Risk Management, Compliance and Industry Standards
One thing I do agree on, before I go any further - is the fact that this is unfortunate for all the parties involved. Be it the bankers who issued the cards and have to re-issue yet another time due to this incident; be it the payment processors or the consumers who are becoming somewhat impervious to this type of news. After all, how many times do I need to be notified that I should 'keep an eye' for suspicious transactions. This is not the fictional consumer character we are talking about. I was notified by my bank when TJX's systems were compromised. I was notified when Certegy's systems were breached. And yes, I was notified by Countrywide when an employee walked away with their information and sold it to some third-parties.
So, let's get this out of the way - it's unfortunate, and even though we still don't know the extent of the breach in these cases or how the compromise actually happened, we can agree that it is criminal activity. I also accept the fact that the parties that are breached, be it TJX, Heartland, Certegy, Countrywide and others, are victims themselves.
Standards and promoting adoption of a technology will not do much for an organization if the risk assessment process has faults.
Besides all the incident response activities they have to undertake, they have a PR nightmare on hand. And that's what I wanted to talk about today. No, not the nightmare part, simply the public relations aspects of this incident. It has been reported that Heartland is advocating the adoption of "end-to-end" encryption technology throughout the payments industry. I am simply aghast at some of the statements I have read in response to this unfortunate incident.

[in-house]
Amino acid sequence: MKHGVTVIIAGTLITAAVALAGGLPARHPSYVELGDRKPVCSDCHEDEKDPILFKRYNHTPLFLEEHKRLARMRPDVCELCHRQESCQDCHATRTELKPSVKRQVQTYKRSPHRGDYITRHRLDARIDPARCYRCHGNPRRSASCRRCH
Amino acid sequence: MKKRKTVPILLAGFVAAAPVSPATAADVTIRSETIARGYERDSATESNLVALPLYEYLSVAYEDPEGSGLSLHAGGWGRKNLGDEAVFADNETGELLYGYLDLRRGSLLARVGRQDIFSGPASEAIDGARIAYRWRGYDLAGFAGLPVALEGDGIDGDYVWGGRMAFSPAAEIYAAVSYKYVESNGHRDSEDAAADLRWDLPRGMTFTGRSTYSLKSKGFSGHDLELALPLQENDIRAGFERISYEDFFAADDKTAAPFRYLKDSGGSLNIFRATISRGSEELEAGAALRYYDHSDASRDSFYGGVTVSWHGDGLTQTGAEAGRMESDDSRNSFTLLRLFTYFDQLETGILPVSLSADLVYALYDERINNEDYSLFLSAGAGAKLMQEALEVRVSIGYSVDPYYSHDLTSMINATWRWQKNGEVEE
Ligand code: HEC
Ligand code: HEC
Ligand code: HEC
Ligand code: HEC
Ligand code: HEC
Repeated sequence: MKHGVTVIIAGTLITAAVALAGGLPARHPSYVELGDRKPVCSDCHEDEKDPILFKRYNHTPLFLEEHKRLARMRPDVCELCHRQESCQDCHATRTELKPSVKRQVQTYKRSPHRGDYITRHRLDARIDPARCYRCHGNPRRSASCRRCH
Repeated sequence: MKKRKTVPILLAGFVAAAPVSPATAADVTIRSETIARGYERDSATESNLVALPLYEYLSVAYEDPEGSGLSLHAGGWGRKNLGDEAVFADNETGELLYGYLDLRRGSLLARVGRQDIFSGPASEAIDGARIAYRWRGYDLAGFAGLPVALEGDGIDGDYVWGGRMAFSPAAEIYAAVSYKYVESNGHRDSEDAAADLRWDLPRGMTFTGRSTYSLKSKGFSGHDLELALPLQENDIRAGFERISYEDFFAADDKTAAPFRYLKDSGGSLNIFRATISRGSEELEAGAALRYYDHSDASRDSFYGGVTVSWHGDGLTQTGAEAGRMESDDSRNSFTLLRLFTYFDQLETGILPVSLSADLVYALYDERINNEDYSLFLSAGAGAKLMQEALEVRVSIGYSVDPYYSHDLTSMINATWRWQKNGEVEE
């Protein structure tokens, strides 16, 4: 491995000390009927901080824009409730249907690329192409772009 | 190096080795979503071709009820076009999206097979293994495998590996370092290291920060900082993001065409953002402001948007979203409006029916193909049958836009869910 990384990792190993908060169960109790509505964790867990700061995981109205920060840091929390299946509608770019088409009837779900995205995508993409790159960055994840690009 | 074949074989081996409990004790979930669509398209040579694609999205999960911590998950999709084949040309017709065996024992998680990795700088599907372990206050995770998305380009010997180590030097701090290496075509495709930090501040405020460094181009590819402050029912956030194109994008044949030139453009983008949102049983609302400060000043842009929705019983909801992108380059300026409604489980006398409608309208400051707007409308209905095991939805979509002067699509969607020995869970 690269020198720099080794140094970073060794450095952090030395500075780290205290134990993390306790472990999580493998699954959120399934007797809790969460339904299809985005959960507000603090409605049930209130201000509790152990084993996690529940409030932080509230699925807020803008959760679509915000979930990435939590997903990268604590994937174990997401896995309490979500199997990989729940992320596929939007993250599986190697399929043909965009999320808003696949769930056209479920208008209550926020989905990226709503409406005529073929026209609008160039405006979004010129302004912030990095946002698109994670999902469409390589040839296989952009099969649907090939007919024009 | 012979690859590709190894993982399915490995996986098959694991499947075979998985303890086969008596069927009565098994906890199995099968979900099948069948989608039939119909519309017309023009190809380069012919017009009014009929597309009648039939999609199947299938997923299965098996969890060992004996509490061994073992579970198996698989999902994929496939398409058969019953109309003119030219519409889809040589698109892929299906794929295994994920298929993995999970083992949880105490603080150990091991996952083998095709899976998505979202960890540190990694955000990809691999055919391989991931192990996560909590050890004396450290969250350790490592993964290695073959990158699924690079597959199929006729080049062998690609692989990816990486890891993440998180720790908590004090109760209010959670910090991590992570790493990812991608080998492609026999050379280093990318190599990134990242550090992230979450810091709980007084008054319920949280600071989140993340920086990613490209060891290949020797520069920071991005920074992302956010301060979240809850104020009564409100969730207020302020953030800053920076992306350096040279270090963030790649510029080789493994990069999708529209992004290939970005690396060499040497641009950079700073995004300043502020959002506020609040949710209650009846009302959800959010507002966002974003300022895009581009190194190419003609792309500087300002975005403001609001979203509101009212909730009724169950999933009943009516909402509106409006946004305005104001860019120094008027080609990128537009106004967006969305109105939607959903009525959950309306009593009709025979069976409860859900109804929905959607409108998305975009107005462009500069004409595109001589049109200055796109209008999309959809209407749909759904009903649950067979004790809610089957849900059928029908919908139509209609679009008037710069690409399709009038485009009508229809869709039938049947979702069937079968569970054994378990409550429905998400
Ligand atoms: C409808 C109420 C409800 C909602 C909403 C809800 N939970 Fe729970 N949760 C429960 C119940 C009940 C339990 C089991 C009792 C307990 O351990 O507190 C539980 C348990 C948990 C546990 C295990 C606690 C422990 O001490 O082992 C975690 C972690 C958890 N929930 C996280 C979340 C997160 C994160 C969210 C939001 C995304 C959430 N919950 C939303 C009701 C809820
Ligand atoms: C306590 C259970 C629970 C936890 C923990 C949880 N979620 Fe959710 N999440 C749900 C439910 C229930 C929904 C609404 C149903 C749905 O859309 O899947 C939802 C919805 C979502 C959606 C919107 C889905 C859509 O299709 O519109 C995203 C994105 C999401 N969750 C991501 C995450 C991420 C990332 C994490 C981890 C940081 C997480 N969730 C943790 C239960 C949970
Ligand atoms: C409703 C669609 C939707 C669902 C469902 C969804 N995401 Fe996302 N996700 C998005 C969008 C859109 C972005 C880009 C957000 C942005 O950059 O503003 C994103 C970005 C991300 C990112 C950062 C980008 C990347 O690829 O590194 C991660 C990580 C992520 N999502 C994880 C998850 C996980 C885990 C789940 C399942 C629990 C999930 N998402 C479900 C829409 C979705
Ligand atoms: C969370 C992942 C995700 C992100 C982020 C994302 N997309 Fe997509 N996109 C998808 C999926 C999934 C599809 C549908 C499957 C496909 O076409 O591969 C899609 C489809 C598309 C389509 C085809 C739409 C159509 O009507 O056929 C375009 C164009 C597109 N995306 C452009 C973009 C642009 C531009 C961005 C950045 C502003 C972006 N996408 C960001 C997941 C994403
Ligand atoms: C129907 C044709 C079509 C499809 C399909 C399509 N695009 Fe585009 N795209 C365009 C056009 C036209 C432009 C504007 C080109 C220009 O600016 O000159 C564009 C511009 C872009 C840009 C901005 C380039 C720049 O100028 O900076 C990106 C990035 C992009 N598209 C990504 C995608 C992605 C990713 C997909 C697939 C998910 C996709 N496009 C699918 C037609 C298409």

The issue is not the technology, or the standards or the "adoption of end-to-end encryption technology throughout the payments industry." We, as an industry, have had the technology (and continue to build upon and improve it). It's the awareness and acceptance among the business leaders that's lacking. It's the notion that 'it won't happen to us' or 'security is expensive, time consuming or a resource-hog' that comes in the way.
I know it's a discussion for another time, but a simple approach to risk management: 1) Assess your risks - not only compliance risk, but all risks associated with a transaction or a system to your organization, 2) Assess/decide the level of risk the organization is willing to accept, 3) Remediate the risks that lie outside this acceptable level and lastly 4) Accept the residual risk or do a combination of acceptance of risk and transference to a party that wants to accept such risk.
The point I am trying to make is that it's up to an individual organization to assess its risks and take appropriate actions. Standards and promoting adoption of a technology will not do much for an organization if the risk assessment process has faults.
I can't emphasize enough that all of the organizations that have come forward and announced a system breach are victims themselves, and the activity itself is a criminal activity. It's unfortunate for all the parties involved.
Back to the public relations aspect of this incident for a moment - I somewhat sympathize with the group responsible, but in cases like these, the PR spin simply doesn't work for me.
What about you? Do you buy that "adoption of end-to-end encryption technology throughout the payments industry" is the panacea?